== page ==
Zagreb, University of

The following article is from The Great Soviet Encyclopedia (1979). It might be outdated or ideologically biased.

Zagreb, University of


one of the largest institutions of higher learning in Yugoslavia. The theology department was founded by the Jesuits in Zagreb in the early 17th century; the department of philosophy was founded in 1662. In 1669-74 a philosophical-theological institution of higher learning was founded in the city of Ljepoglava; it was later transferred to Zagreb (1669 is considered the year of the founding of the University of Zagreb, although at that time it had not yet acquired the status of a university). In 1772-76 an academy was created in Zagreb. In 1873 the national assembly of Croatia adopted a resolution on the opening of a university in Zagreb (the law relating to its organization was passed in January 1874).

In 1874 the university had three departments—theology, philosophy, and law. By 1930 there were eight: theology, philosophy, law, medicine, forestry and agriculture, pharmacology, veterinary medicine, and engineering. The university had nearly 4,000 students, After the establishment of the people’s power in Yugoslavia, it underwent significant reorganization and reforms; in 1948 new departments were created.

During the 1970-71 academic year the University of Zagreb had 25 departments and three higher schools. University facilities located in Zagreb itself were the departments of philosophy, law, economics, natural science and mathematics, medicine, stomatology, veterinary medicine, biochemistry and pharmacology, geodesy, civil construction, shipbuilding, technology, electrical engineering, agriculture, forestry, political science, and mining, geology, and petroleum, as well as the higher schools for the study of the mentally and physically handicapped and for physical education. There is a department of philosophy in Zadar, a department of economics and the Higher School of Agriculture in Osijek, departments of engineering, medicine, and economics in Rijeka, and departments of chemical engineering, law, and electrical engineering in Split. During the 1970-71 academic year the university had about 30,000 students and more than 3,000 instructors. In 1971 its library contained more than 800,000 volumes.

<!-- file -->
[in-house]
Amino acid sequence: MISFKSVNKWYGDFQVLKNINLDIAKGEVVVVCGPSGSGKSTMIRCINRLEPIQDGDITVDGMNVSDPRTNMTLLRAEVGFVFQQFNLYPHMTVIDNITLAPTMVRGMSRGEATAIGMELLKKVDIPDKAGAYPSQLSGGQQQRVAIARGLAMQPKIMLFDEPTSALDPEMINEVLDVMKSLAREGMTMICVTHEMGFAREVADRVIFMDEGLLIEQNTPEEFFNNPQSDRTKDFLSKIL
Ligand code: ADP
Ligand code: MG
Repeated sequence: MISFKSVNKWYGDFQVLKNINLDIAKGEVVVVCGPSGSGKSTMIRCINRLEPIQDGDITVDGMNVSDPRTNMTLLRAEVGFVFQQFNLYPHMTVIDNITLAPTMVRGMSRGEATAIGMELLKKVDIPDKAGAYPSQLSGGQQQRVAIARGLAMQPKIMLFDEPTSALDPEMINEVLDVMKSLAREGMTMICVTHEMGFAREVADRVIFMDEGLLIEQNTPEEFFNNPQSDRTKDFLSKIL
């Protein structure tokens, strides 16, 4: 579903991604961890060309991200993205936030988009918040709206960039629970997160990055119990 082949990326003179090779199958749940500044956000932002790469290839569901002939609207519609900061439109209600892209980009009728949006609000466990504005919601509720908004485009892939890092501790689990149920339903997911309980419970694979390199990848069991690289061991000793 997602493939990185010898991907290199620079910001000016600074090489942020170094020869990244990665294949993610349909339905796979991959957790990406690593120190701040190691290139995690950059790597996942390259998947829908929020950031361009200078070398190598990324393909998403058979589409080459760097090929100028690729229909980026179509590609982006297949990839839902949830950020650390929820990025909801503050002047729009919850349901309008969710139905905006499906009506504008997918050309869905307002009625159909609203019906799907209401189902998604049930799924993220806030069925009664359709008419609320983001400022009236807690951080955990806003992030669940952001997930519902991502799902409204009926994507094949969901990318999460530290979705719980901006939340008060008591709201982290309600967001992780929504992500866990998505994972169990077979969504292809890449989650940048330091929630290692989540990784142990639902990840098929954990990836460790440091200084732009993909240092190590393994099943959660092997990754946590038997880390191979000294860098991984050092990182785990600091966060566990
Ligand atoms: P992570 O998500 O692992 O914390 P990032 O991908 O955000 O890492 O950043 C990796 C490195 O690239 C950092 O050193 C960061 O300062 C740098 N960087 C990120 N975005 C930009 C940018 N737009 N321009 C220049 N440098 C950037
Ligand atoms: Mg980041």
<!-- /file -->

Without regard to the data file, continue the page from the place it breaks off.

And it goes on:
The Great Soviet Encyclopedia, 3rd Edition (1970-1979). © 2010 The Gale Group, Inc. All rights reserved.
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